When Highclere Castle Gin contacted my husband, Professor John Coleman Darnell, and me to help design a bottle that would commemorate the centenary of the discovery of the tomb of Tutankhamun, we were excited to create a series of images that would celebrate the reign of Tutankhamun. It was particularly fulfilling to meet Lord Carnarvon and explain the symbolism to him, since his great-grandfather, the Fifth Earl, provided the financial backing for Howard Carter’s first decade of work in the Valley of the Kings.
After years of relatively unrewarding excavations in the desert canyon that had held the burials of the New Kingdom pharaohs between 1475 and 1070 BCE, Howard Carter pleaded with his patron to allow one final season of work. With the dedication of Carter’s team of Egyptian excavators, his and Lord Carnarvon’s dreams would come true in November 1922. As Carter would discover, Tutankhamun was buried with a wine cellar, including white and red vintages. A barrel-aged gin would have been surprising to the ancient inhabitants of the Nile Valley, but enjoying a fine alcoholic beverage had a two millennia old tradition by the time that King Tutankhamun came to the throne.
The mellow, rich gold of the Highclere Castle Barrel Aged Gin bottle perfectly captures the abundance of this precious metal that was found in the tomb. Tutankhamun’s treasure will soon take pride of place in the Grand Egyptian Museum, a celebration of Egypt’s cultural heritage and an exciting new destination for future visitors. One of Tutankhamun’s beautifully crafted pieces of jewelry that will be on display is a pectoral in the shape of a winged scarab. But this is not simply the solar beetle in flight: between the rear legs are three strokes, and below those is a basket. The scarab pushes between its front legs a sun disk. A stylized version of this pectoral adorns the front of the gold bottle. The winged scarab and the other signs write the coronation name of Tutankhamun: Neb-kheperu-re. The basket is neb, “lord,” the scarab with three strokes (making the noun plural), kheperu, means “transformations,” while the sun disk writes the name of the sun god. When Tutankhamun became king he was named: “The Lord of Transformations is Re.”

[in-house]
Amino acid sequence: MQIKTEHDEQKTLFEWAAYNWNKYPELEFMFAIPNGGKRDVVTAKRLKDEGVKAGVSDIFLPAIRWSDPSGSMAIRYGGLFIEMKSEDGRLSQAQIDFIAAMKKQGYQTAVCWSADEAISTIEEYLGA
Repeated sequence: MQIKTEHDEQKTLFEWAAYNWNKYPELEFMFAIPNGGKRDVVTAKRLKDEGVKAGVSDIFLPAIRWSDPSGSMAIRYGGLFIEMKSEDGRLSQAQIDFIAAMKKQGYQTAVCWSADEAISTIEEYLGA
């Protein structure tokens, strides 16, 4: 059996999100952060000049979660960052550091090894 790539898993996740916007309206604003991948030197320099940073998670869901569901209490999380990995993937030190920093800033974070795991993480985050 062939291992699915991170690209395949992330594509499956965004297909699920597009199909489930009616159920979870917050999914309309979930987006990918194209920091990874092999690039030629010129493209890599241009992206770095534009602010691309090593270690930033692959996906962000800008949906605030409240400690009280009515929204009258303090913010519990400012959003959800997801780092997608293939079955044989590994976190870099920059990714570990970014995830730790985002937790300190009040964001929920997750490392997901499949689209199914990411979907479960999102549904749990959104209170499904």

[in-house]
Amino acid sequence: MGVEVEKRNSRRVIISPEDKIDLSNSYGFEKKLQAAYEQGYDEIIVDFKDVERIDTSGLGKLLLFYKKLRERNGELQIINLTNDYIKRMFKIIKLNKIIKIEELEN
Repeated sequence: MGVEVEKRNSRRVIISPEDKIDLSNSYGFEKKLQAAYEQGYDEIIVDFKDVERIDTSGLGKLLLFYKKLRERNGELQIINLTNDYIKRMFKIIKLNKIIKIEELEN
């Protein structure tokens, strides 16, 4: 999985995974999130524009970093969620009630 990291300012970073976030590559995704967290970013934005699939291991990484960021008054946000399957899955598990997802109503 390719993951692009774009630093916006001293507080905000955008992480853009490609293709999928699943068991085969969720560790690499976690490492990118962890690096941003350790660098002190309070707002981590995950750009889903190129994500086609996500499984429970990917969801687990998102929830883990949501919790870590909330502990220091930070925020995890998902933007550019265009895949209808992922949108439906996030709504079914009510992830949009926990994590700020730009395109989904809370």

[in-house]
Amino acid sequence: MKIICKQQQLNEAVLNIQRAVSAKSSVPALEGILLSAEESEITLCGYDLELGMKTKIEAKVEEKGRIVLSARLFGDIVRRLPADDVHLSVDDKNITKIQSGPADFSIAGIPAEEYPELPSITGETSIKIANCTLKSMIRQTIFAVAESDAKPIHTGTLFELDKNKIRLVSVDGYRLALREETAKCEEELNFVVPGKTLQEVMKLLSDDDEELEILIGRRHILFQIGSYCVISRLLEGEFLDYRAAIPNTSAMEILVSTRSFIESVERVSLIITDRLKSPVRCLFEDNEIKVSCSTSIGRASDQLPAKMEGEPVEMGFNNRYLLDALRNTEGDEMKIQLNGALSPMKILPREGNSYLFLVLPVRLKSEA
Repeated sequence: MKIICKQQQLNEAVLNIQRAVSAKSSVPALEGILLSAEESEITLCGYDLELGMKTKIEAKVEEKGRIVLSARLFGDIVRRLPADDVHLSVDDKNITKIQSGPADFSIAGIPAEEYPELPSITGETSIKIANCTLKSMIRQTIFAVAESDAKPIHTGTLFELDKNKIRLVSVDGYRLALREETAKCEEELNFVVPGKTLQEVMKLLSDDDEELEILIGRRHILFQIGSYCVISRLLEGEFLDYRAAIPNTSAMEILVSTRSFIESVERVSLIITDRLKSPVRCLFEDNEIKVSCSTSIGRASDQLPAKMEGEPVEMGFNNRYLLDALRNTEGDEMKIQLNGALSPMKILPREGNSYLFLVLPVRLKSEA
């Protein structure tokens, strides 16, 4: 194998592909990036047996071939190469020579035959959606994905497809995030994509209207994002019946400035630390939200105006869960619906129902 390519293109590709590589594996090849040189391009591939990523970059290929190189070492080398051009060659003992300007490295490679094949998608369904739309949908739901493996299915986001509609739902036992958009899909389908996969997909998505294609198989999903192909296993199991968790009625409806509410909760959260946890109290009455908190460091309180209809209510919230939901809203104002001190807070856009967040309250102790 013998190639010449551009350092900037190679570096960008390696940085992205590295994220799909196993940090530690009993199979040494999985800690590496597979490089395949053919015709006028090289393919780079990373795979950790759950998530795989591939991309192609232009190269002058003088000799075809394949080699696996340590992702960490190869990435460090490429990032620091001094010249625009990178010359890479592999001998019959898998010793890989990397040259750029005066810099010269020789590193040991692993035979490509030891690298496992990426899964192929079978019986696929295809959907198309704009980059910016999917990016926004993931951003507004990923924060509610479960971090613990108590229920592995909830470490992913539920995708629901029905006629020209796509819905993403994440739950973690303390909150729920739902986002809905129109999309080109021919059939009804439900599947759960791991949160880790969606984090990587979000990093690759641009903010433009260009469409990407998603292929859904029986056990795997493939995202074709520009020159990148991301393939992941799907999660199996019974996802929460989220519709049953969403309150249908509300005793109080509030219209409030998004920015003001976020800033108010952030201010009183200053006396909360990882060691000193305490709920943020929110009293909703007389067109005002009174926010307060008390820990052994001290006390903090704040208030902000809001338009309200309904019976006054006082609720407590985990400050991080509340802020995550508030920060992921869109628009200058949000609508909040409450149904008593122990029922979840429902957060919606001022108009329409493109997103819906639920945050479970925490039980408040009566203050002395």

The image of Tutankhamun’s name on the front of the bottle is complemented by equally beautiful images on the sides. Above and below the depictions of Tutankhamun and his wife, Ankhesenamun, are hieroglyphs that write: “The estate of the high, bright place,” how an ancient Egyptian might have expressed the name Highclere Castle. Rather than just spelling out Highclere in hieroglyphs, we have translated the meaning of the word to make the decoration on the bottle truly authentic.
The scenes of Tutankhamun and his wife on either side are drawings inspired by a small golden shrine that celebrated the king’s intimate relationship with Ankhesenamun. On one side, she pours him wine in an elaborate goblet, while on the other, he dispenses wine into her hand. Each of these scenes has religious significance relating the king and queen to the gods.
Through the decoration of this bottle, we elevate a celebratory design to one steeped in the type of imagery that Tutankhamun himself might have chosen. Enjoy the rich barrel-aged gin inside and marvel at the sophistication and beauty of ancient Egypt and the people who lived three thousand three hundred years ago.